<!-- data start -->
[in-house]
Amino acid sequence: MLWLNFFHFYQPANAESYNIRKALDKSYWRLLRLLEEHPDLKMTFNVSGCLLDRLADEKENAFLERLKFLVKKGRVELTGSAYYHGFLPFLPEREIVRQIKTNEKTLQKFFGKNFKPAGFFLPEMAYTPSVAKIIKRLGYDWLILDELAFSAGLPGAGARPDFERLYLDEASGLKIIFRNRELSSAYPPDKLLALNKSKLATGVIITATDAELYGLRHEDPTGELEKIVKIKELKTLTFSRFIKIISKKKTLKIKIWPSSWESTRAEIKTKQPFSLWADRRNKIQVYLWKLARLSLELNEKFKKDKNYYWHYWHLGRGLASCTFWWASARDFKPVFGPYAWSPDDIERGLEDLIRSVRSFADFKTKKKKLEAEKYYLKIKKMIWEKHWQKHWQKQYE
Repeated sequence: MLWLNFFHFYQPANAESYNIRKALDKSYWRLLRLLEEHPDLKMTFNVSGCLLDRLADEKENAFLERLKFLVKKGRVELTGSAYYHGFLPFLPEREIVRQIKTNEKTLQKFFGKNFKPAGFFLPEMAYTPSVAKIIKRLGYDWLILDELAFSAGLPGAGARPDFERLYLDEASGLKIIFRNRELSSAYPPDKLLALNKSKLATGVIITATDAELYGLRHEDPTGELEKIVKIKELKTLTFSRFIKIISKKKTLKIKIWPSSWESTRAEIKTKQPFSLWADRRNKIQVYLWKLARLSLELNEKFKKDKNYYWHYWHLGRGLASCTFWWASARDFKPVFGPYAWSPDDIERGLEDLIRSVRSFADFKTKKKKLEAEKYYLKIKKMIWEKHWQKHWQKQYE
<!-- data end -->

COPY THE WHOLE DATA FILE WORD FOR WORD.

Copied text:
[in-house]
Amino acid sequence: MLWLNFFHFYQPANAESYNIRKALDKSYWRLLRLLEEHPDLKMTFNVSGCLLDRLADEKENAFLERLKFLVKKGRVELTGSAYYHGFLPFLPEREIVRQIKTNEKTLQKFFGKNFKPAGFFLPEMAYTPSVAKIIKRLGYDWLILDELAFSAGLPGAGARPDFERLYLDEASGLKIIFRNRELSSAYPPDKLLALNKSKLATGVIITATDAELYGLRHEDPTGELEKIVKIKELKTLTFSRFIKIISKKKTLKIKIWPSSWESTRAEIKTKQPFSLWADRRNKIQVYLWKLARLSLELNEKFKKDKNYYWHYWHLGRGLASCTFWWASARDFKPVFGPYAWSPDDIERGLEDLIRSVRSFADFKTKKKKLEAEKYYLKIKKMIWEKHWQKHWQKQYE
Repeated sequence: MLWLNFFHFYQPANAESYNIRKALDKSYWRLLRLLEEHPDLKMTFNVSGCLLDRLADEKENAFLERLKFLVKKGRVELTGSAYYHGFLPFLPEREIVRQIKTNEKTLQKFFGKNFKPAGFFLPEMAYTPSVAKIIKRLGYDWLILDELAFSAGLPGAGARPDFERLYLDEASGLKIIFRNRELSSAYPPDKLLALNKSKLATGVIITATDAELYGLRHEDPTGELEKIVKIKELKTLTFSRFIKIISKKKTLKIKIWPSSWESTRAEIKTKQPFSLWADRRNKIQVYLWKLARLSLELNEKFKKDKNYYWHYWHLGRGLASCTFWWASARDFKPVFGPYAWSPDDIERGLEDLIRSVRSFADFKTKKKKLEAEKYYLKIKKMIWEKHWQKHWQKQYE